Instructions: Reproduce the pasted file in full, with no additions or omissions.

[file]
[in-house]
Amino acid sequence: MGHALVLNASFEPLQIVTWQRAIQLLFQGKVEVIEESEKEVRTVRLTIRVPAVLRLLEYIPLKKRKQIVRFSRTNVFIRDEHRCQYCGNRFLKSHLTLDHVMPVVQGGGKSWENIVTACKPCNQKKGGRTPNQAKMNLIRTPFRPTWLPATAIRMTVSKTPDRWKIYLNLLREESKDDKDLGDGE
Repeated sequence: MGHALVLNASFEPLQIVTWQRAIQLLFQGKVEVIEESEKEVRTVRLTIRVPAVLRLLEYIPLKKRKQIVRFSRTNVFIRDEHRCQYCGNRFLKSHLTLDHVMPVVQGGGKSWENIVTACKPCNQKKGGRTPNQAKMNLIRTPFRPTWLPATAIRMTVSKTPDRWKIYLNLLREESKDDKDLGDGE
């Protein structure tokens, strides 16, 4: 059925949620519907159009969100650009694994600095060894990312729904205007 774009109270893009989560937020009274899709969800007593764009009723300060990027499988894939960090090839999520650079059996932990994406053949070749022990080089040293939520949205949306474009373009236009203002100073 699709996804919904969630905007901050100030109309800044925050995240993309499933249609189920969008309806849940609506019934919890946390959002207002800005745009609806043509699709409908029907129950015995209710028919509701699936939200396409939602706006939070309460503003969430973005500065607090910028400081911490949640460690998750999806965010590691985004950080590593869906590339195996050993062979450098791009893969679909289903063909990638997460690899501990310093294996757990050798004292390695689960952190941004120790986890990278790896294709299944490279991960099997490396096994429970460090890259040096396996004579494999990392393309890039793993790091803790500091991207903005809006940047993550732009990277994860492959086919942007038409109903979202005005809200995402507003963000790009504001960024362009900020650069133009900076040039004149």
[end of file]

[in-house]
Amino acid sequence: MGHALVLNASFEPLQIVTWQRAIQLLFQGKVEVIEESEKEVRTVRLTIRVPAVLRLLEYIPLKKRKQIVRFSRTNVFIRDEHRCQYCGNRFLKSHLTLDHVMPVVQGGGKSWENIVTACKPCNQKKGGRTPNQAKMNLIRTPFRPTWLPATAIRMTVSKTPDRWKIYLNLLREESKDDKDLGDGE
Repeated sequence: MGHALVLNASFEPLQIVTWQRAIQLLFQGKVEVIEESEKEVRTVRLTIRVPAVLRLLEYIPLKKRKQIVRFSRTNVFIRDEHRCQYCGNRFLKSHLTLDHVMPVVQGGGKSWENIVTACKPCNQKKGGRTPNQAKMNLIRTPFRPTWLPATAIRMTVSKTPDRWKIYLNLLREESKDDKDLGDGE
């Protein structure tokens, strides 16, 4: 059925949620519907159009969100650009694994600095060894990312729904205007 774009109270893009989560937020009274899709969800007593764009009723300060990027499988894939960090090839999520650079059996932990994406053949070749022990080089040293939520949205949306474009373009236009203002100073 699709996804919904969630905007901050100030109309800044925050995240993309499933249609189920969008309806849940609506019934919890946390959002207002800005745009609806043509699709409908029907129950015995209710028919509701699936939200396409939602706006939070309460503003969430973005500065607090910028400081911490949640460690998750999806965010590691985004950080590593869906590339195996050993062979450098791009893969679909289903063909990638997460690899501990310093294996757990050798004292390695689960952190941004120790986890990278790896294709299944490279991960099997490396096994429970460090890259040096396996004579494999990392393309890039793993790091803790500091991207903005809006940047993550732009990277994860492959086919942007038409109903979202005005809200995402507003963000790009504001960024362009900020650069133009900076040039004149």